Safety must be the top priority of all school officials in this age of mass shootings. Granted, school shootings are relatively rare and more students die each year from drug overdoses and car crashes than from shootings at their schools. But, we can't lose sight of the fact that schools with loose security can also fall prey to drug dealers and others who would commit violent acts and vandalism.

A recent meeting of the Somerset K-8 School Committee is clear evidence that society has been lulled into a false sense of security by school officials who insist all that can be done to make the schools safe has been done. The reality is that it has not.

Parent Jessica Machado tells me she and other parents were "shocked" to learn just how unsafe conditions are at some of the town's schools. Machado says:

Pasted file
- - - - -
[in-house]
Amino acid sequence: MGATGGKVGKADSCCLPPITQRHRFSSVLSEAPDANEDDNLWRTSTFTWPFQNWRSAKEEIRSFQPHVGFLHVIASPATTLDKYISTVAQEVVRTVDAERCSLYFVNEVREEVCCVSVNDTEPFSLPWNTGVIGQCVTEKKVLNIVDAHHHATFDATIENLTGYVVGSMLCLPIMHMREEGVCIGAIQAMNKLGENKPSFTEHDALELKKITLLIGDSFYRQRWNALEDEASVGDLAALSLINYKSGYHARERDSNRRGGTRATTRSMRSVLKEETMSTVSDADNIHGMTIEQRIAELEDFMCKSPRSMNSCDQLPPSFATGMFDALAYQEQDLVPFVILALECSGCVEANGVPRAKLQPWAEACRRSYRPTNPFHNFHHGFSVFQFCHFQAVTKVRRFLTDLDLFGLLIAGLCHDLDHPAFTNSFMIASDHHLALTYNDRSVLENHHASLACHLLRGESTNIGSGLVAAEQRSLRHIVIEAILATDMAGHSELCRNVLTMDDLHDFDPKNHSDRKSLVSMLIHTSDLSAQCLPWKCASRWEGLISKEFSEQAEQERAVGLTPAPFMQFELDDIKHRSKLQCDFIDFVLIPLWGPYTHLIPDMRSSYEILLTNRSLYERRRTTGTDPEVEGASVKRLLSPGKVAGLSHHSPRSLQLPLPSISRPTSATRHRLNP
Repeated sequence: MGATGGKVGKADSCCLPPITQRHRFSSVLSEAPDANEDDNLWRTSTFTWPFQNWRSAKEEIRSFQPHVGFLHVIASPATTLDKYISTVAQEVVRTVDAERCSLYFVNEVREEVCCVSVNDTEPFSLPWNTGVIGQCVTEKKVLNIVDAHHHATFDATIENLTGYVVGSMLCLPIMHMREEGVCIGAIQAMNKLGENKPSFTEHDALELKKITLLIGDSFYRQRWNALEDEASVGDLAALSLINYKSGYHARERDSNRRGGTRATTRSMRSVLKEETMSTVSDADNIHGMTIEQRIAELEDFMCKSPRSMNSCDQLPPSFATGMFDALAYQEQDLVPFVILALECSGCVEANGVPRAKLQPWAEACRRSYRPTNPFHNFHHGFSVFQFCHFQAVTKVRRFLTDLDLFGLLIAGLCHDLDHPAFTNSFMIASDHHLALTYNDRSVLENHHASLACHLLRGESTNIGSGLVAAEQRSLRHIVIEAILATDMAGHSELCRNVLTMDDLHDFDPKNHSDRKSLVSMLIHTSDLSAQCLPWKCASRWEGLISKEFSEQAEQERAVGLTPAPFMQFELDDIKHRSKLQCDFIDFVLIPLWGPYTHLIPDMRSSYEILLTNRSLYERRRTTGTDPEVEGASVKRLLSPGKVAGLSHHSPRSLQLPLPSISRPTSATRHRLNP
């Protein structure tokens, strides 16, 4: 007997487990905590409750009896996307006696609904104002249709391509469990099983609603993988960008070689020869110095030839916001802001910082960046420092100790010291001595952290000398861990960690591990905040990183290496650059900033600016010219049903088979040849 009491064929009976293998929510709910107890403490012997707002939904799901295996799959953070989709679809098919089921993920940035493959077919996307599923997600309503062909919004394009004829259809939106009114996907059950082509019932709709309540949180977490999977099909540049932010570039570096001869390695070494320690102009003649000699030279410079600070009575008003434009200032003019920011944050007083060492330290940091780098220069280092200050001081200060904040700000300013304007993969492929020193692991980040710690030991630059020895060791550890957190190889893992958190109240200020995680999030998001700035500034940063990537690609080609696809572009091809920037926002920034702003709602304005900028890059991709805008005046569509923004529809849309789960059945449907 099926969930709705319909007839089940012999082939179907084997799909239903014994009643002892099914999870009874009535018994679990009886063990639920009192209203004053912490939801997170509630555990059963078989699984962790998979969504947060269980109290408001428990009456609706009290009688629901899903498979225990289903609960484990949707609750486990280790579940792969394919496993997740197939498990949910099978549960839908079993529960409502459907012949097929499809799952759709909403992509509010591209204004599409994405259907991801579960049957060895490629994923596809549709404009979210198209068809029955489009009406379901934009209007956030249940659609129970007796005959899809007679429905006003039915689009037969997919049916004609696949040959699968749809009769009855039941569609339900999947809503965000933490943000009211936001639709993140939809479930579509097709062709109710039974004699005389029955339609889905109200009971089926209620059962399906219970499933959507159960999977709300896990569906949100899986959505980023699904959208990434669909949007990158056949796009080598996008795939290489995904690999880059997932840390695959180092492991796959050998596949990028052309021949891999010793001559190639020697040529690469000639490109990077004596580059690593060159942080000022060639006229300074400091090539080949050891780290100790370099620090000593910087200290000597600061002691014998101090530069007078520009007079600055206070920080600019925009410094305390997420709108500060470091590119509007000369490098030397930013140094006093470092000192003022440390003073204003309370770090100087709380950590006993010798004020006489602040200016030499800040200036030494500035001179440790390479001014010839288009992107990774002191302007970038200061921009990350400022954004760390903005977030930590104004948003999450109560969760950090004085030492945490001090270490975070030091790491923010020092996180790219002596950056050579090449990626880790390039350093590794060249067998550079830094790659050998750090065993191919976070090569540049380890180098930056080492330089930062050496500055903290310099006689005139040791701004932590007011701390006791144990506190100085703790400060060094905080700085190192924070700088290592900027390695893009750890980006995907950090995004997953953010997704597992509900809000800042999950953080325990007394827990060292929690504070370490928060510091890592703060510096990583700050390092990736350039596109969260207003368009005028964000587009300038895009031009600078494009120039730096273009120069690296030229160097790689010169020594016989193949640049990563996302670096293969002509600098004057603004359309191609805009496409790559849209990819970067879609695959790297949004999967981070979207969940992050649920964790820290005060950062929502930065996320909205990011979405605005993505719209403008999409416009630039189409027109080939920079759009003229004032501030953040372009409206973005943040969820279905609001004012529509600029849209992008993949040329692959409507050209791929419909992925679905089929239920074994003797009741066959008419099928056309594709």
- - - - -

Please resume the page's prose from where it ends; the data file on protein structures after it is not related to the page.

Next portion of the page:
"Parents, volunteers and teachers shared stories of unsecured doors, point of entry concerns, 20-year-old emergency manuals and more. Perhaps more shocking than the testimonials of these people was the response of School Committee Chairman Victor Machado who, when asked what the School Committee’s plan was, responded, “I have no plan.”

Machado and others are insisting that local school districts begin to address societal changes by revisiting school security plans and updating them to meet today's unique threats. Those plans must include armed security where it does not already exist. At minimum schools should be protected by armed security guards. When providing armed security to schools is not feasible than serious consideration must be given to arming teachers.

Parents must continue to demand better security for students and the teachers and other adults to whom we trust with our children's wellbeing for up to eight hours per day. Most importantly parents need to remain engaged in the discussion about school safety even after the shock of school shooting wears off.

Editor's Note: Barry Richard is the afternoon host on 1420 WBSM New Bedford. He can be heard weekdays from Noon-3pm. The opinions expressed in this commentary are solely those of the author.

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